It used to be harder to find hip-hop in Austin than it is now.
One hundred percent. There are a few spaces and more dedicated hip-hop nights and dedicated hip-hop tours that come through. So I feel like I came at the right time, and that was really the reason I came along and I made it happen. Well, actually, I’m trying to make it happen. And I think I’m on the right path.
Tell me about your newest album, Shabani’s Smooth Sounds of Summer.
I think that a lot of my lyrics are heavy. Austin City Lights  was very transitional. I was a new man trying to make it in a new city. And before that, Black Hoodies  was during what I thought of as the new civil rights era after Mike Brown [was killed by a police officer in Ferguson, Missouri in 2014]. By the time I got to Leopard’s Leap and Must Not Weep [both 2019], I felt so mature, with a lot of deep profound subjects. This most recent one was me feeling more positive about life. It has a more uplifting message in some of the lyrics. I wanted to put out some music I have been writing for a while. I wrote a bunch of songs during the pandemic and I wanted it to be a positive type of music that’s popping.
What was cool is that, after I released that, I started getting booked more and more. Now, with the band, I was able to tour Europe. I did Paris and London. It was great. Then I was able to do a Texas tour as well. So Dallas, Austin, Houston, Corpus Christi. Now, the sky’s the limit. I can see where we’re going to take the band.
How do you feel like your upbringing all comes together in your music?
I feel like I’ve always been a transplant, at all times. Even in France, even though we’re French and I have a lot of family that’s French, we’re still African. If you’re in France, you see the world and it’s like, okay, cool. I feel like I belong here, sure. But I’m still looking at it from a window. This is France from an African perspective. When I’m in Canada, same thing. I mean, we’re immigrants, came to Canada. So, I love, I’m happy, I’m comfortable in Canada, but I still look at it from a different frame. Also in Texas. Texas is where I feel the most comfortable, really. Like my story is like, oh, you were in France but I’m really a Texan. In Texas, we have very many, very rich cultures, right?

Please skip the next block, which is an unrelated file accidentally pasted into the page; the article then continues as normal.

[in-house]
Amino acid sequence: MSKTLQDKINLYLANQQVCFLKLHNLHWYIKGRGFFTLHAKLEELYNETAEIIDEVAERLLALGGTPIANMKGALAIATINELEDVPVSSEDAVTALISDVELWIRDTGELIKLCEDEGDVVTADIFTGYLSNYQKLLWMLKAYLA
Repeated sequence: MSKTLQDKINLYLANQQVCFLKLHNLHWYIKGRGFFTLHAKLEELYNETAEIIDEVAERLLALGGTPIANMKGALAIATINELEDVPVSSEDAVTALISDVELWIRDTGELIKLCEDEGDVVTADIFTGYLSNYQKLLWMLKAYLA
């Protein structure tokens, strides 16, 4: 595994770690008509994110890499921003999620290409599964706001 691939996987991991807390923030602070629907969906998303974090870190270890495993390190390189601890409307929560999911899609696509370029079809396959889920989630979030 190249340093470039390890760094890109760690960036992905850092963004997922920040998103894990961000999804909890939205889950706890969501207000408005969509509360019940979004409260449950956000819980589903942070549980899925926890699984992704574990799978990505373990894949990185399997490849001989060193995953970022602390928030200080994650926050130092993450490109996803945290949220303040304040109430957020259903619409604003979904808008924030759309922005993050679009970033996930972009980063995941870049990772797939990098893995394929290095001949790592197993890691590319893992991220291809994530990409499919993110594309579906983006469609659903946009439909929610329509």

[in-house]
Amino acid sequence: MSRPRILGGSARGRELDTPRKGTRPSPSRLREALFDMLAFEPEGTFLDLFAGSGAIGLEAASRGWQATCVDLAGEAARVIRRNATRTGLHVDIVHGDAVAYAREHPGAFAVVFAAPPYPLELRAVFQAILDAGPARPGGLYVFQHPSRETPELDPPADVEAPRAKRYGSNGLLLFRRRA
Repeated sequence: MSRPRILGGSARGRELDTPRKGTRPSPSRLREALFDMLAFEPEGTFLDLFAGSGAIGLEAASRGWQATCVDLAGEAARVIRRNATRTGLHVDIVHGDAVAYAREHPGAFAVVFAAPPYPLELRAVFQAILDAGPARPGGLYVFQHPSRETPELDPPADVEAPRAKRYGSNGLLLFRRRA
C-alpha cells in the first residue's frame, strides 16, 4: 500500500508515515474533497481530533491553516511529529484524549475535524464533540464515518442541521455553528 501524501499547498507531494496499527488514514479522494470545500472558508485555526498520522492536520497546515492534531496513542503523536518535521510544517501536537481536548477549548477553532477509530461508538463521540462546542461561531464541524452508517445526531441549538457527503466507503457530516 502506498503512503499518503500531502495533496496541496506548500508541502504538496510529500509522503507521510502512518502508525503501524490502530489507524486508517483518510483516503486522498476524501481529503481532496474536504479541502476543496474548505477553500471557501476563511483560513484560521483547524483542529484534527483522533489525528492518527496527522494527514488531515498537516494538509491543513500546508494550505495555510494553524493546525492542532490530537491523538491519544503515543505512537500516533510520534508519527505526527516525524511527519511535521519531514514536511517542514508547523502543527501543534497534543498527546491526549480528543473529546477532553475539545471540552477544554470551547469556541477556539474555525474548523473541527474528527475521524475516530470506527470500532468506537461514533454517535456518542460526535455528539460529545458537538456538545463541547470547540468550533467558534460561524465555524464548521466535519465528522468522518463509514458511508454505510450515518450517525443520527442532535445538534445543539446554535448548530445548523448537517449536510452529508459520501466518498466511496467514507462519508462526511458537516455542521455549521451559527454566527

There’s a very rich Black culture, a very rich Hispanic and Mexican, Tejano culture. Many different voices have created the sound that is Texas, including the Native Americans, the Comanches and all. I’ve always not fully fit in perfectly with any of that, even though I fit in. I’m still an African immigrant. I think that made me always observe things. I’ve always sat back and looked at things almost from away, even if I’m there. And so when I write music, I’m observing, I’m writing out what I’ve observed to tell stories, write songs. And that point of view is why some of the lyrics are refreshing,
When it comes to the sound, that’s another thing. In my house, my mother only listened to Congolese gospel music. I was raised in a Congolese church where things sound great but they sound different than a lot of what you hear in the States. My brother listened to a lot of East Coast rap, New York rap, and of course, we listened to a lot of reggae, dancehall. When we moved to Texas, I met my step brother, who listened to a lot of rap from the South. A lot of rap like Awon, MJG, Outkast, and UGK. So that made me merge a bunch of different sounds.
A lot of your influences are political, and you air your views openly in your music. Where do you think things are going in the U.S. and Texas and how’s that reflected in your music?
I think that we’re in a tough battle between everybody’s getting more informed or everyone’s getting misinformed. There’s always been the conscious rapper and a deep rapper and all of that. If it’s not done right, it’s not going to work. People like Lupe Fiasco and Mos Def—and, people like J. Cole—they’ve always had a point of view on the world without making it preachy. I’m just explaining to you what I see and how I feel about it. That’s how you gain information and from that point there’s action, there’s emotion, there’s influence. I just talk about how I see things in my life, in my way. And I think people get informed.
This interview has been edited for length and clarity.